The global average in life expectancy has risen significantly in recent decades, mostly due to improved health, lifestyle, safety, and diet. According to the World Health Statistics 2017 report, with an average of 83.7 years, Japan has the highest life expectancy in the world. Of course, there are many people from other countries who live longer than the Japanese average, but not many manage to become centenarians, people who have lived for 100 years. An even rarer occurrence is to find someone who has lived long enough to celebrate their 110th birthday, or a supercentenarian.
According to the Gerontology Research Group, it has been estimated that there are only 300 to 450 living supercentenarians in the world, but they’ve managed to verify only 50 of them. One of those verified people is Richard Arvine Overton, the oldest living World War II veteran.
Overton has certainly seen quite a lot throughout his long life, which began on May 11, 1906. The cigar-loving 111-year-old veteran joined the U.S. Army in Texas on September 3, 1942, and served during WWII as a member of the infantry. Richard participated in battles across the Pacific and was present during the attack on Pearl Harbor. He also took part in the clashes in Palau, Iwo Jima, and Guam, and left the army when the war was over.
After he returned to Texas, the veteran worked at several furniture stores before getting a job at the Texas Department of the Treasury in Austin, where he still lives in the same house he built almost 70 years ago. Richard never fathered any children, although he’s been married twice. He became the oldest surviving WWII veteran on May 3, 2016, when Frank Levingston, another veteran and supercentenarian, died at the age of 110. Richard Overton celebrated his 110th birthday a week later.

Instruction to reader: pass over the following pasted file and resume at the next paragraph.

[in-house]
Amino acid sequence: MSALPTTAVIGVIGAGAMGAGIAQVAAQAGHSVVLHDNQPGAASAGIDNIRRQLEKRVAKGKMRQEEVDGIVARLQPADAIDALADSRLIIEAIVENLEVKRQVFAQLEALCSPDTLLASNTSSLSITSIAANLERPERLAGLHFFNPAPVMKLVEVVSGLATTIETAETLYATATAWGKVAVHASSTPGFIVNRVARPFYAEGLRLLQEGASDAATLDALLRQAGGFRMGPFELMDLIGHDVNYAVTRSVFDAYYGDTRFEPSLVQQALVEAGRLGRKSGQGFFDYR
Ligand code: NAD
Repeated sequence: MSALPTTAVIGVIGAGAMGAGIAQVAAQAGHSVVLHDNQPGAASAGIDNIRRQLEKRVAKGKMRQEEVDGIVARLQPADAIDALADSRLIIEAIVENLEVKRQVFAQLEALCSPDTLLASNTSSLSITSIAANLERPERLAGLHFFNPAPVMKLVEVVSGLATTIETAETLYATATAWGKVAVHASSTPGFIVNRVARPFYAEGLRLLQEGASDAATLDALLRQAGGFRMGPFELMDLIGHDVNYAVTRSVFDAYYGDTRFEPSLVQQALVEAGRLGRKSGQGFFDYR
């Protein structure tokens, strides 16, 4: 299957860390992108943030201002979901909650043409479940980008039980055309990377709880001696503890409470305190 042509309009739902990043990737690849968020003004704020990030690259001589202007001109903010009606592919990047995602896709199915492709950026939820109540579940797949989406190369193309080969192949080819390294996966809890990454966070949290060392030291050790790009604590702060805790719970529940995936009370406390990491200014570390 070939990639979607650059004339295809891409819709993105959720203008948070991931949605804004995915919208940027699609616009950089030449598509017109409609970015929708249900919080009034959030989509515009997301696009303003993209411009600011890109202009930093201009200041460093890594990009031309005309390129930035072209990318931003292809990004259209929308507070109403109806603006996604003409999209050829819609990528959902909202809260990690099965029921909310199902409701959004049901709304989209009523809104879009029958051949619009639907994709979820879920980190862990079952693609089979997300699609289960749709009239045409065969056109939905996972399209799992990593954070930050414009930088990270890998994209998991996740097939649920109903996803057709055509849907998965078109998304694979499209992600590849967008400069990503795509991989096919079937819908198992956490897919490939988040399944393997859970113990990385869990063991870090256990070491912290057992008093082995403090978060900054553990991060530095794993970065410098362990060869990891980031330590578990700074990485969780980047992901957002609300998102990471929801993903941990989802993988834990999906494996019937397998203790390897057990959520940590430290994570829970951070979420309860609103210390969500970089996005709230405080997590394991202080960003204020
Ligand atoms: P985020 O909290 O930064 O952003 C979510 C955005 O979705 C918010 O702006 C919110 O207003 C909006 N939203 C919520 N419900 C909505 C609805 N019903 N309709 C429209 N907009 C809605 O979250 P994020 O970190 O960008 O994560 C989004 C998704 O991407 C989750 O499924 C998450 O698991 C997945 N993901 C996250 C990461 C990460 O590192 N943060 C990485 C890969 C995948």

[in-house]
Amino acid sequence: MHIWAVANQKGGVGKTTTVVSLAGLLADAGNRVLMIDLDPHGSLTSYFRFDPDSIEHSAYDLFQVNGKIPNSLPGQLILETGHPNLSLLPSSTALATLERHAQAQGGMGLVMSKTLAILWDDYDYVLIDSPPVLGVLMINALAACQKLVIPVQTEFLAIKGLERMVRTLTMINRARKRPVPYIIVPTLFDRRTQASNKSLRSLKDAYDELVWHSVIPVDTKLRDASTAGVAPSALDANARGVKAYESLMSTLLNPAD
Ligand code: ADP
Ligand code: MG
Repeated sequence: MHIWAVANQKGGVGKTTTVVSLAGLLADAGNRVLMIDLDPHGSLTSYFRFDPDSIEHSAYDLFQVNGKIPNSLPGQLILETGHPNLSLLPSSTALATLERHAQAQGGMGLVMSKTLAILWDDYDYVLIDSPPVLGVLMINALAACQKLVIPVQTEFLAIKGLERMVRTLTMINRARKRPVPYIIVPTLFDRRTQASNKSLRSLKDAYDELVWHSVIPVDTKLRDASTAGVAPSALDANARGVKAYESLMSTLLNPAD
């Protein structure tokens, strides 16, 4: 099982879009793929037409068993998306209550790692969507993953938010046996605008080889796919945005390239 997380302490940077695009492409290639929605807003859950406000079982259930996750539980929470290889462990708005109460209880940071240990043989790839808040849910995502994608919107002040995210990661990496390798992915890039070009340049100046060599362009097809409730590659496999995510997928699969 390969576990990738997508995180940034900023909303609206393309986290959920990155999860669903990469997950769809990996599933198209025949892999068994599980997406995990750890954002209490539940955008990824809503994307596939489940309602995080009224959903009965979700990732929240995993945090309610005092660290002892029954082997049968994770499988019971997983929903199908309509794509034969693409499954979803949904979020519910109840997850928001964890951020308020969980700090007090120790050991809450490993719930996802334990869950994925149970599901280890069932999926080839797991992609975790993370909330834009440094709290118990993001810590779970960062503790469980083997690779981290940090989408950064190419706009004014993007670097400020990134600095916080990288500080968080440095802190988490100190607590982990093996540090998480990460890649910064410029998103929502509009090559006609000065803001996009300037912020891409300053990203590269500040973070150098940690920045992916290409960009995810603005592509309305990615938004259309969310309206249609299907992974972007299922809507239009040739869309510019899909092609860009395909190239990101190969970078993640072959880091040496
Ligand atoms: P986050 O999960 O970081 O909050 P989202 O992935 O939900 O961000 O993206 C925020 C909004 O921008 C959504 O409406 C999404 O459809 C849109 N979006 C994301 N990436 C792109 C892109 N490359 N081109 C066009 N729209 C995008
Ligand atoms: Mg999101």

The veteran gained fame during Memorial Day in 2013, when he met President Obama in the White House. He was also present at the Veteran’s Day ceremony at Arlington National Cemetery, where the President himself praised the veteran: “I want you to know a little something about Mr. Overton here. He was there at Pearl Harbor when the battleships were still smoldering. He was there at Okinawa. He was there at Iwo Jima, where he said, “I only got out of there by the grace of God.” When the war ended, Richard headed home to Texas to a nation bitterly divided by race. And his service on the battlefield was not always matched by the respect that he deserved at home. But this veteran held his head high.”
In 2015, a short documentary was made of the life of Richard Overton by the Austin filmmakers Rocky Conly and Matt Cooper, in which Richard spoke about his habits and daily routines. The supercentenarian stated that he’s still enjoying cigars and whiskey, while he’s also proclaimed to be the oldest American smoker.
WWII veteran buried with military honors 17 years after his death
In November 2015, Overton was diagnosed with pneumonia and hospitalized. Today he lives in his home in Austin but is in need of 24/7 home care. In December 2016 a fundraiser was begun on the GoFundMe website with the purpose of helping Richard continue his life in his home instead of in a nursing center. So far, nearly 4,670 people have donated and the sum of nearly $220,000 has been raised.
Overton wants to spend the rest of his days in his house in Austin, Texas, where he has been living since the end of World War II.
The goal of the fundraiser is $250,000 and we hope that this veteran will get to stay in his home until the end of his amazingly long life.